Why Do Dogs Eat Grass: Answer Revealed!
- 1 Why Do Dogs Eat Grass?
- 2 Pica in Dogs
- 3 Why Is My Dog Eating Grass?
- 4 Dogs Eating Grass is Common, But Is It Safe?
- 5 Substitutes for Eating Grass
- 6 Final Thoughts on Grass Eating Dogs
- 7 Bonus Tip: How to Make a Dog Throw Up
- 8 FAQs
- 9 Sources
Why Do Dogs Eat Grass?
Why do dogs eat grass? Clearly, you aren’t raising a baby farm animal, so it might concern you as to why your dog is grazing on grass in your backyard.
You always make sure that your furbaby is getting enough food, so they can’t be hungry. Are they sick? Bored? Will the grass hurt them?
Trust us when we say that you are not alone with your concerns and confusion in this matter.
The honest truth is even experts aren’t 100% sure why some dogs are prone to eating grass.
But not to fear! We will dissect all of the possibilities as to why your four-legged friend is now a grass-loving fiend.
Pica in Dogs
Pica is the technical term that refers to a disorder which is characterized by eating things that are not food. At times, pica can be a sign of something serious such as a nutritional deficiency. However, often it is simply a sign of boredom.
In terms of eating grass, pica usually does not cause many issues. In fact, dogs eating grass is pretty common in both domesticated dogs and wild dogs as well as cats. You may be surprised at the incredibly small number of species that do not eat plant material from time to time.
The Pica Dispute
It is likely that you’ve heard the idea that dogs eat grass in order to make themselves throw up. The concept involves a dog realizing they are ill, deciding to self-medicate, and then inducing vomiting and diarrhea by eating grass in order to feel better.
Of course, when we phrase it like that it does sound pretty ridiculous. However, that truly is the idea that has been passed around the dog world for decades.
Experts don’t believe that a dog is smart enough to realize they are ill and then decide to eat grass in efforts to feel better. Most dogs do not act sick before eating grass and furthermore, many dogs (less than 25%) don’t end up throwing up after they eat the grass.
The fact of the matter is, there is no definite way to prove the theory one way or the other. However, studies strongly lean towards the idea that other, more explainable, components are causing the dog’s grass eating habits.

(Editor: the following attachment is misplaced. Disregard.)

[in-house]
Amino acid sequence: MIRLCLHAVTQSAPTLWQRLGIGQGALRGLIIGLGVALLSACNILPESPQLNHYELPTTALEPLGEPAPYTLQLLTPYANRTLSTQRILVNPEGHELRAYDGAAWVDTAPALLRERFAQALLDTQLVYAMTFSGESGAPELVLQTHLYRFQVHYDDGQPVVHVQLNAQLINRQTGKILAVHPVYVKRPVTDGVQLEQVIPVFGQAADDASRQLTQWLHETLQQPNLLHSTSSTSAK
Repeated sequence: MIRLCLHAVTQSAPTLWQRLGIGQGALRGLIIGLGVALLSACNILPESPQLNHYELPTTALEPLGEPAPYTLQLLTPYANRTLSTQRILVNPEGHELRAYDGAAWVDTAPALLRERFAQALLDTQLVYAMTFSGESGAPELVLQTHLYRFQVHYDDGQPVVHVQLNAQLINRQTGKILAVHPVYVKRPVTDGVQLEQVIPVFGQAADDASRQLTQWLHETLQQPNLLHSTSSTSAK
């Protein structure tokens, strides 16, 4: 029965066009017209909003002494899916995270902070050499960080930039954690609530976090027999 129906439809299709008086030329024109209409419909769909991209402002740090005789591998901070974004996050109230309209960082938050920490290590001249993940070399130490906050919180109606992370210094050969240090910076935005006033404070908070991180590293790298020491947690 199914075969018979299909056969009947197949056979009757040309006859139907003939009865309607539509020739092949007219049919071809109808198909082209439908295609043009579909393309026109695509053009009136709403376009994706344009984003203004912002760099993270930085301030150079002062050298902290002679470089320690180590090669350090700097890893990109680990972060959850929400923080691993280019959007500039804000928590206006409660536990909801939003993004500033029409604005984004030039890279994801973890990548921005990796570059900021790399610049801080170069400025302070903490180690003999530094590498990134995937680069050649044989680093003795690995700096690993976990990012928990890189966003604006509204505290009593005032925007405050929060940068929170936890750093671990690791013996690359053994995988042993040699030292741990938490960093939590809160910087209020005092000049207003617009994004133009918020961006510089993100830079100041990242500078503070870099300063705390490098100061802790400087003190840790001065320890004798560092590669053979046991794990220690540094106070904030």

Why Is My Dog Eating Grass?
Your dog may be eating grass for a slew of reasons, and most of them won’t cause many (if any) problems. However, just because we know not to panic over the grass eating habit completely, pet owners still want to know why it is happening.
They Like the Taste
Dogs are natural scavengers. They also have a relatively impartial palate. In other words, dogs will pretty much eat anything. It’s a popular opinion that dogs eat grass simply because they like the taste and texture.
Perhaps the most probable reason for eating grass comes from boredom. Sure Fido has an entire backyard to run around in but is there really that much to do out there all by themselves?
Dog owners should consider simple solutions such as making sure their dog has a few chew toys. Additionally, setting aside time and having a consistent exercise routine can prove to do wonders for your dog’s behavioral and physical health. A long daily walk or frisbee time in the backyard can stimulate the dog’s mind and decrease the desire for eating grass.
Fulfilling a Nutritional Deficiency
Some experts believe that eating grass is a sign of an underlying nutritional deficiency. In one study, a toy poodle ate grass and then vomited every day for seven years. (This sounds excessive but it’s true) Then, her owner placed her on a high-fiber diet and three days later, the grass eating and vomiting stopped entirely.
If you think that your dog may not be receiving the nutrients they need, we recommend consulting with your veterinarian about potential options or supplements that you may be able to add to their food. We always recommend a species appropriate, raw food diet when possible.
Another possibility of why a dog is eating grass is if the dog is homeless and therefore underfed. It is also possible that if you adopt a dog that has recently been without a consistent food source, they may eat everything in site (including grass) because they have grown accustomed to not knowing when their next meal will be.